After the Drug Quality and Security Act (DQSA) became law last November, the US Food and Drug Administration (FDA) issued guidance in which it defined compounding pharmacies as outsourcing facilities in order to ensure such firms comply with current Good Manufacturing Practices (cGMP).
Yesterday the agency announced it had selected a committee of 12 voting and two non-voting members - comprising experts in pharmaceutical compounding and manufacturing, pharmacy, medicine, and pharmaceutical regulation - taken from over 100 nominations.
“This is a key step toward implementing the compounding provisions of the Drug Quality and Security Act,” director of the FDA’s Center for Drug Evaluation and Research Janet Woodcock said, adding compounders and the agency “will benefit greatly from the advice and recommendations the members of the committee provide.”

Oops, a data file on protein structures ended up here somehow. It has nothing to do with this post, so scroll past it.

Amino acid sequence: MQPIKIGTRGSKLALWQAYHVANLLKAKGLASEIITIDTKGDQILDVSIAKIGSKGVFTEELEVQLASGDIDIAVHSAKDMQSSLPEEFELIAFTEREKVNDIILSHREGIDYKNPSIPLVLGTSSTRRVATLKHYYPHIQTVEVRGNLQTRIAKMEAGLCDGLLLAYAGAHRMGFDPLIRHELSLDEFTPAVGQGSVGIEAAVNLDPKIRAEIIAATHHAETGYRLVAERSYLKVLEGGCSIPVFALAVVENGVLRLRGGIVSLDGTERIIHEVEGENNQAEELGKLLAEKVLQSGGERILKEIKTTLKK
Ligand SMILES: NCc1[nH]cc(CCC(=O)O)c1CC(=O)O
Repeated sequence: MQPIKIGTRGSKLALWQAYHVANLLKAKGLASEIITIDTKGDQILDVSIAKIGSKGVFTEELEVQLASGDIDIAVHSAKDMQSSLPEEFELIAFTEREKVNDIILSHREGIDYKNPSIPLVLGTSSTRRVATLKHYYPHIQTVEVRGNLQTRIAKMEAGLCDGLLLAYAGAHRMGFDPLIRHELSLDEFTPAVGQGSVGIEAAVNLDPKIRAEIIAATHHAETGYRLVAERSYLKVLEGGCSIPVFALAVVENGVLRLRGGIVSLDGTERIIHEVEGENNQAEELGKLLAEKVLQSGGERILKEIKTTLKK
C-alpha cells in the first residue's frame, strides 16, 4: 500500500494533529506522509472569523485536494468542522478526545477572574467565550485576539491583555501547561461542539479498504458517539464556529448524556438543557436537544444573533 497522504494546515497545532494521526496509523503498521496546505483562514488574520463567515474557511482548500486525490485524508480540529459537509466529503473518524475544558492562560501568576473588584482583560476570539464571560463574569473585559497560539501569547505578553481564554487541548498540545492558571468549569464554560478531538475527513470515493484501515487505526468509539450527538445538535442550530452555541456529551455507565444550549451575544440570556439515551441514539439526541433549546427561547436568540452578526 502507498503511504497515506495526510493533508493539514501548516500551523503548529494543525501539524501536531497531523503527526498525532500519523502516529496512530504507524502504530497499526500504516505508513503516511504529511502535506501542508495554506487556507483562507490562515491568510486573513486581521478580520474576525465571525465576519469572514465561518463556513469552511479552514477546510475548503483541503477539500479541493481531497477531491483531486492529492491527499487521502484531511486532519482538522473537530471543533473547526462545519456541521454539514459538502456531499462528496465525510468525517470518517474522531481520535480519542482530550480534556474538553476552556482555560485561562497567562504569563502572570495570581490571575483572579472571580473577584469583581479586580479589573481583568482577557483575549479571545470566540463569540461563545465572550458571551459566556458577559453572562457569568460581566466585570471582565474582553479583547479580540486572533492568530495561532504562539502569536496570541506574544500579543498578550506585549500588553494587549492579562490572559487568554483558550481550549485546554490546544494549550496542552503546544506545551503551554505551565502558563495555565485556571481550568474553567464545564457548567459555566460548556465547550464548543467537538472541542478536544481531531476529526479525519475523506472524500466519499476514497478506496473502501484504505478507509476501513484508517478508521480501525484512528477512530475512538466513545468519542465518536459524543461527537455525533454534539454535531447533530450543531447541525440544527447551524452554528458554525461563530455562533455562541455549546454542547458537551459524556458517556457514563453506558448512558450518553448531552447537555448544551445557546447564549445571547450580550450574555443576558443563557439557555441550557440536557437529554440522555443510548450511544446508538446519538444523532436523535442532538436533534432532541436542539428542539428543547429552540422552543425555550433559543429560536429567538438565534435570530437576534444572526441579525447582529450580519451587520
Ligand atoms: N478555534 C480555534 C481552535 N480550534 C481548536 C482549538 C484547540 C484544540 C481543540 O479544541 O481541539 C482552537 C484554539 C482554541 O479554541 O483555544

One area the Committee will advise on is Section 503B of the Federal Food, Drug, and Cosmetic Act (FD&C Act) added earlier this year which lays out specifics on facility design, environmental and personnel monitoring, equipment, production and process controls, release testing, lab controls and other areas of concern.
The need to address compounders on quality issues came to light after an outbreak of fungal meningitis which affected 751 patients and killed 64 in 2012 was traced back to medication packaged and marketed by the New England Compounding Center (NECC), a compounding pharmacy in Framingham, Massachusetts.
Glenn Chin, a supervising pharmacist at the company, was arrested by US authorities in September as part of an ongoing investigation.